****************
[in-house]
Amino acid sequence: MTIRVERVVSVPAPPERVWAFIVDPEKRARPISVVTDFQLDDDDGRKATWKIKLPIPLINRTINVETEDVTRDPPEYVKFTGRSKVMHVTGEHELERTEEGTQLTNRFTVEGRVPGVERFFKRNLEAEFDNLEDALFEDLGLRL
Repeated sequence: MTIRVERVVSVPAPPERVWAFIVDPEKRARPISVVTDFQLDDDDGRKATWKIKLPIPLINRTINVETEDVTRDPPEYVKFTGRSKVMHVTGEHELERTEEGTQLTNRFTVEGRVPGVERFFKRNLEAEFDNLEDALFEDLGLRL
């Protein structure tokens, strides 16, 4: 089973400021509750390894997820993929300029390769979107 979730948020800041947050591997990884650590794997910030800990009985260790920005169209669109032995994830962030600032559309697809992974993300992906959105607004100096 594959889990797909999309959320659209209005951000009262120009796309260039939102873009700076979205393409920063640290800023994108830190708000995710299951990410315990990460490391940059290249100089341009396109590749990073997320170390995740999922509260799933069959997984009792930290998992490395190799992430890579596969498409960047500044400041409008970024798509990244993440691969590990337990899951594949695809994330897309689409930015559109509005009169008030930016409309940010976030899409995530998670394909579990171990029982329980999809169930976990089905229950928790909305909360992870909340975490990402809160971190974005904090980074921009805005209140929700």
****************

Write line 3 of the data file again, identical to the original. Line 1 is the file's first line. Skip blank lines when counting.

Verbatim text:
Repeated sequence: MTIRVERVVSVPAPPERVWAFIVDPEKRARPISVVTDFQLDDDDGRKATWKIKLPIPLINRTINVETEDVTRDPPEYVKFTGRSKVMHVTGEHELERTEEGTQLTNRFTVEGRVPGVERFFKRNLEAEFDNLEDALFEDLGLRL